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Opus-2 is an abstract artlang composed by Chris Pressey at or around March 10, 2001.

Design Goals

Eliminate word order entirely. Despite the appearance of the resulting language, this was the only real design goal to begin with.

Grammatical Overview

Verbs in Opus-2 take the form of colours. Nouns take the form of sounds. Adjectives take the form of smells. Adverbs take the form of inner-ear sensations. Certain tenses and phrasings are indicated by tastes.

To distinguish between the roles of the nouns in a sentence, objects are quieter, sotto voce sounds, and subjects are foreground sounds. It is important to remember that the sensations corresponding to object, subject, and verb all occur at the same time in an event termed an sentence-experience.

This dominant-recessive relationship is also present in strong and weak scents which indicate whether an adjective describes the subject or the object, and in intense and gentle inner-ear sensations (feelings of sudden or gradual acceleration) to determine the target of an adverb.

Vocabulary Overview

Sample dictionary:

flee             *pale green*
approach         *deep orange*
examine          *medium grey*
glorify          *deep red*

man              *Eb below middle C, trombone*
woman            *F above middle C, french horn*
world            *car door slamming*
child            *middle C, tubular bells*
building         *F, tympani roll*
radio            *harp sweep*

fast             *burning rubber*
dangerous        *mothballs*

quickly          *leaning 40 degrees left*
dangerously      *leaning 25 degrees right*

Context Overview

While each sentence is "instantaneous" in the sense that there is no internal word order, sentence-experiences still follow one another, and each sentence-experience does take a certain amount of time to perceive. Tense is thus implied by context between successive sentences and the duration of each sentence. The shorter a sentence is, the further into the future it is presumed to refer to. (Thanks to Rob Norman and Panu Kalliokosi for suggesting these ideas.)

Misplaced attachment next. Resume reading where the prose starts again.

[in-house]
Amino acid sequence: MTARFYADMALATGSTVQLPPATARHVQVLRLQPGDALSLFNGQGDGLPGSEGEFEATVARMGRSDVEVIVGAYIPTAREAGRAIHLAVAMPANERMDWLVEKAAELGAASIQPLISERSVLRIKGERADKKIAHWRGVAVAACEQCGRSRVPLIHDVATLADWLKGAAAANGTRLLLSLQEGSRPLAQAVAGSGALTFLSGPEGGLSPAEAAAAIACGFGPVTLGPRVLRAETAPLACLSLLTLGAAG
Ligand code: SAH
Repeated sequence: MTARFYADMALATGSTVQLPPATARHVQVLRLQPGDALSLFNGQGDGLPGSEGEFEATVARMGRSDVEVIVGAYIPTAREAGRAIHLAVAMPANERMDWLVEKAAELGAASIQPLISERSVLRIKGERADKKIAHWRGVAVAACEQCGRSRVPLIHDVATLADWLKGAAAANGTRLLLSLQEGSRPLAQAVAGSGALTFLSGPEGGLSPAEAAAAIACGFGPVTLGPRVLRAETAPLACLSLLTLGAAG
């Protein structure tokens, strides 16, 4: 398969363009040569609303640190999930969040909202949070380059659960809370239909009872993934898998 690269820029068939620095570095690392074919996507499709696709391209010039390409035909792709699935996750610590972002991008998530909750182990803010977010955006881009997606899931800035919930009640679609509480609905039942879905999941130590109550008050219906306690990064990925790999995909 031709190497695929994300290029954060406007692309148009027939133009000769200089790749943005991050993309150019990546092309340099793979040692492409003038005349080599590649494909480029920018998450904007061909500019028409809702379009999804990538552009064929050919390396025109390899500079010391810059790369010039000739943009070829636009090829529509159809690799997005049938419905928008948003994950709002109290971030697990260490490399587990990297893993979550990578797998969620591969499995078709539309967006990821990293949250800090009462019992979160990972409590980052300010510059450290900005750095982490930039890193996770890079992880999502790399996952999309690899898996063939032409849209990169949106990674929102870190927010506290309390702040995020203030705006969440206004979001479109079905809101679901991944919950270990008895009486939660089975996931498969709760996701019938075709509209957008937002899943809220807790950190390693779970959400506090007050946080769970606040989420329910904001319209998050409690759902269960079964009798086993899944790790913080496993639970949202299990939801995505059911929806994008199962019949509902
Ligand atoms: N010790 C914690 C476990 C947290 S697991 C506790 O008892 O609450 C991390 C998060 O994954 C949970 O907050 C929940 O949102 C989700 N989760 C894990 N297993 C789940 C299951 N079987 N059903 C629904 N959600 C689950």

Examples of Usage

Example sentence-experience: "The building glorifies the woman":

*deep red*
*F, tympani roll, forte*
*F, french horn, piano*

Example sentence-experience: "The man quickly flees the dangerous child":

*pale green*
*Eb, trombone, forte*
*leaning 40 degrees left (sudden)*
*C, tubular bells, piano*
*mothballs (gentle whiff)*

Who Speaks Opus-2?

This language was designed purely as an abstract exercise in language design. Thus it was not designed for any preconceived group of speakers, and little consideration was given to their culture and capabilities. It is neither specifically a conversation language, nor a formalized language (e.g. a programming language.)

Most of the problems of finding speakers of Opus-2 is in finding creatures that can create smells and inner-ear sensations as easily as humans can create complex sounds. However, some popular opinions of who or what might speak Opus-2 have been suggested since its unveiling:

  • An efficient-yet-entertaining form of future communication using direct neural jacks.
  • A code used by e.g. Neo (from The Matrix) to communicate to subjects unknowingly trapped in a virtual reality.
  • A pidgin spoken between highly-telepathic beings and marginally-telepathic beings.